For authors, one of the most exciting potential benefits of preprints is the ability to attract early feedback on their work from a broad and diverse group of peers. Preprint journal clubs can provide this input – and a valuable review experience for their own members as well. This page provides resources for setting up preprint journal clubs and information about ongoing initiatives.

Getting started

There are many benefits to including preprints in journal clubs, including the feedback for the authors and opportunities to raise your profile as a researcher and reviewer, check this infographic for a summary of why journal clubs should incorporate preprints in their discussions (the infographic is also available in French, Portuguese and Spanish).

Cite as: Cucinotta, Christine, Franco-Iborra, Sandra, Motaung, Thabiso, Palmieri, Fabio, & Ranea-Robles, Pablo. (2021). ASAPbio preprint journal clubs infographic. Zenodo.

The Community Call on November 2020 was focused on preprint journal clubs, the speakers Sandra Franco Iborra, Daniela Saderi, Fabio Palmieri and Sara Llorente Armijo covered the benefits of including preprints in journal clubs, tips to set up and run preprint journal clubs and their experience participating in this type of activity. The slides from the Community call are available here, and you can also watch the full video below.


“Including preprints in journal clubs may be very useful for training critical thinking at an early stage of a researcher’s career, and provides benefits for the authors and future readers” 

Sara Llorente Armijo, #PreprintReviewChallenge participant

Ongoing initiatives

There are several existing initiatives that focus on the review and evaluation of preprints:

PREreview is a platform for preprint journal clubs started by two ASAPbio Community members, Daniela Saderi and Sam Hindle. PREreview also provides useful resources and support for organizing and running preprint journal clubs.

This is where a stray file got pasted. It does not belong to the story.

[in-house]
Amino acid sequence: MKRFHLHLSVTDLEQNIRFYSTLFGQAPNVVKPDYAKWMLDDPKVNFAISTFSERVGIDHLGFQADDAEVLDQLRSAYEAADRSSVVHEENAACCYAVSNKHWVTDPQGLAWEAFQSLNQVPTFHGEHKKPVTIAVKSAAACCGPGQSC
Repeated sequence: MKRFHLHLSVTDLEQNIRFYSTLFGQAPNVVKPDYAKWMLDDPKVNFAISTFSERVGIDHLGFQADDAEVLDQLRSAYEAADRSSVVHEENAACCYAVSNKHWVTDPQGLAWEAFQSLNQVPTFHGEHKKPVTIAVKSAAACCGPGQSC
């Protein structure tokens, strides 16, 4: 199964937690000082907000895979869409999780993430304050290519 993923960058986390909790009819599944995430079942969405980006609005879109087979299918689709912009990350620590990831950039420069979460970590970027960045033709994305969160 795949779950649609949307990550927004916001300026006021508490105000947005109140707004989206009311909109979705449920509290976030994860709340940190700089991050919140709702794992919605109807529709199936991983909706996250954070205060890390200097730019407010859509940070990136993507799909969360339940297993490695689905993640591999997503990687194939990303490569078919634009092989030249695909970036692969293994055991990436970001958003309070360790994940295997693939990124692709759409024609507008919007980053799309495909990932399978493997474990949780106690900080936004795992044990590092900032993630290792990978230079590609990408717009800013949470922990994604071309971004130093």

Outbreak Science Rapid PREreview is a platform that allows the posting of rapid evaluations on outbreak-related preprints, if you cover such a preprint in your journal club, you could use their evaluation template and post it on the site.

preLights hosted by the The Company of Biologists, enables early career researchers to create posts that highlight notable or interesting preprints. Contributing preLights for preprints discussed in your journal clubs could be an opportunity to widen the visibility of your review – note that preLights contributors are selected via application process so do contact them if you are interested in participating.

Other platforms are described in detail in this crowdsourced spreadsheet.

Examples of preprint journal clubs

Prachee Avasthi, Associate Professor of Biochemistry and Cell Biology, Geisel School of Medicine at Dartmouth, and ASAPbio President, started a course for graduate students called “Analysis of Scientific Papers” while she was at the University of Kansas Medical Center. The class took the shape of a journal club in which students learned how to critically evaluate scientific manuscripts.

What made Prachee’s course unique is that the papers under evaluation were drawn exclusively from preprints. As she explains in the video above, this has several benefits:

  • Students’ feedback is actually useful to authors since it’s created while a manuscript is under revision, instead of after it has been published.
  • Since students are expected to share their reviews, they must pay more attention to maintaining high quality commentary and a productive tone.
  • Posting these reviews publicly helps to demonstrate the review process to other students and to scientists interested in the evolution of the paper in question.

Prachee has generously shared her syllabus and introductory slide deck, and the students’ reviews can be found on the Winnower.